THE girl-child is bedevilled with many challenges in Nigeria and Africa at large as a result of the undeflated balloons of misogyny and sexism hovering over their sky. From families who see them as liabilities instead of assets to societies which neither appreciate nor develop their talents and abilities because of their gender, it is as if it is all about woes for them.. They have over the years been ridiculed as feeble and most vulnerable to societal ills ranging from rape, child labour, female genital mutilation, early marriage, trafficking, and are as well, denied full formal education— as many girls of school age do not have adequate access to education. In Nigeria, for instance, women and girls constitute 60 per cent of the illiterate population and their literacy rate remains around eight points lower than that of the male.
With that in mind, on October 11, Nigeria joined the rest of the world to observe the International Day of the Girl-Child, a global event that aims at bringing the numerous challenges of the girl-child to the fore as it highlights issues concerning gender inequality facing young girls, and thus reminds us of our collective and continuous struggle to create a less dangerous world for all the girls, as well as creating the platform for them to excel in a society that sketches them as second class citizens. However, this year’s theme, “With Her: A Skilled Girl Force” captures the essence of education and skill enhancement required for the girl-child today, so that she enters the workforce fully skilled, up-to-date with the needed technological prowess, a decade from now.
The benefits of education in the life of a girl-child can never be overemphasised as it undoubtedly has many personal benefits for girls themselves and the society at large, as it is often said that, when you educate a woman you educate a nation. Education is the process of impacting, learning and gaining skills, knowledge, morals and behaviour based on preventive and palliative measures. It enables the child to realize his or her full potential to think, ask questions and judge independently. Receiving an education empowers girls to take control of their lives, their families, and their future. Besides, the higher the level of a female’s education, the more likely she would shun early marriage, bear her first child older and the less likely she would contract HIV or experience maternal death.
Most important, however, is that, empowering the girl-child through education and vital skill acquisition plays a positive role in breaking the cycle of poverty being perpetuated in the society. This is because, an educated woman ensures that her children experience better health, better education, and as a result, have improved employment opportunities. To put it differently, education narrows pay gaps and increases a woman’s chance of entering the workforce and functioning well there.. According to United Nations reports, out of a billion young people globally, 60% adolescent girls will be ready to embark on careers and join the workforce in the next 10 years. However, a whopping 90% of these children living in developing countries will have to work in the informal sector due to lack of education and employability in the technologically advanced future. Simply put, the lack of education denies the girl-child knowledge and skills needed to advance her status in the nearest future.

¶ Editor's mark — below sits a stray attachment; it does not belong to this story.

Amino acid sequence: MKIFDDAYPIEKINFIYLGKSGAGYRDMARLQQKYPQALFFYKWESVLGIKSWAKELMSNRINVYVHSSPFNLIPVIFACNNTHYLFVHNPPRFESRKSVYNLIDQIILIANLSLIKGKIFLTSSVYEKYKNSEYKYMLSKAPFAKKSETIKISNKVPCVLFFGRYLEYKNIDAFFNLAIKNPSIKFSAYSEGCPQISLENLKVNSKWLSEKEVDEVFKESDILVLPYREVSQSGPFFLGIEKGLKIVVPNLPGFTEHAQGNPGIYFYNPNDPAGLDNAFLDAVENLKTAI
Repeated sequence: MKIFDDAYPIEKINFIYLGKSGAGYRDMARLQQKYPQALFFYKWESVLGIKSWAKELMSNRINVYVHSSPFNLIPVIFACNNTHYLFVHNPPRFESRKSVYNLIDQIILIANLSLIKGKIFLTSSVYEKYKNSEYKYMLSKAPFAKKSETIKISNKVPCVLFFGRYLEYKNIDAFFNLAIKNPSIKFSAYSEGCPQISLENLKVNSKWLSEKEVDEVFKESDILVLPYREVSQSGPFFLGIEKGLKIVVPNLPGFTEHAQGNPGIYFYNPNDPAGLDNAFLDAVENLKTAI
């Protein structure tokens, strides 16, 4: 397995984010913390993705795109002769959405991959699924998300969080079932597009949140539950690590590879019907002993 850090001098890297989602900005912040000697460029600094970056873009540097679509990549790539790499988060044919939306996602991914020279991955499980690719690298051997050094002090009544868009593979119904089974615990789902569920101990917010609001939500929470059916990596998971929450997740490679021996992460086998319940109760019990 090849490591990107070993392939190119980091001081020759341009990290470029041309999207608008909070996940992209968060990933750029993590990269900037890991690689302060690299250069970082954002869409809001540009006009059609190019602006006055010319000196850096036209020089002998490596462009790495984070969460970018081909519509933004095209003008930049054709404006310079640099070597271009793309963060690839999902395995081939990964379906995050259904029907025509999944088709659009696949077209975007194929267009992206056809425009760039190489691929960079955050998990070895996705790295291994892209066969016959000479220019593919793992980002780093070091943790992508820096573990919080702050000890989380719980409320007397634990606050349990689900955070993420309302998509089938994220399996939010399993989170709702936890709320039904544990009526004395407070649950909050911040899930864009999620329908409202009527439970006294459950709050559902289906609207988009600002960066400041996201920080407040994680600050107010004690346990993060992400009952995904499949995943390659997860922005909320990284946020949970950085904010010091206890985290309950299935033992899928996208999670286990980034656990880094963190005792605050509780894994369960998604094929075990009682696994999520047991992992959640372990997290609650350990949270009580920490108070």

Yet, it has to be stated that everyone deserves the chance to work for fair and equal pay; to provide for themselves and their family. For many women who are in unsafe and unhappy marriages today, leaving is not an option, because they have no skills and no education to allow them to find work and to provide an income for themselves. For these women, living in an unhappy or abusive relationship seems better than living on the streets begging for money; the lesser of two evils in a sense. Yet, women should not be limited this way, and this can be easily avoided if we afford all girls their human rights and step up all efforts to properly educate them.
It is easy to see how a lack of education has a ripple effects across societies. A girl’s education not only provides knowledge, it gives girl-children power and awareness over their own lives, which benefits all in the long run. In essence, education is the silver bullet for empowerment and progress. Females like their male counterparts have the right to education and skill acquisition, the right to choice and self-actualisation. Stepping up our policies to educate every girl-child therefore translates to better health for the future generation, reduction in child morbidity and mortality thus triggering a snowball effect of achieving all other sustainable development goals in a viable manner.
Hence, with the numerous benefits and the far-reaching effects of a few books and a classroom especially for the girl-children, it’s about time we ensured that all hands are on deck to make the over 5.5 million school age girls not in school in Nigeria enjoy their inalienable right to be educated. The idea that women’s education ends in the kitchen is outdated and no longer viable in our fast paced and ever changing world. Now more than ever, we need to prepare and equip every girl-child through education and encourage all girl-children to reach for their peak, just like their male counterparts. In the words of the UN Secretary-General, António Guterres, “… let us recommit to supporting every girl to develop her skills, enter the workforce on equal terms and reach her full potential.” This especially is a task for us all in Nigeria.
- Yakubu is of the Department of Mass Communication, Kogi State University, Anyigba, Nigeria.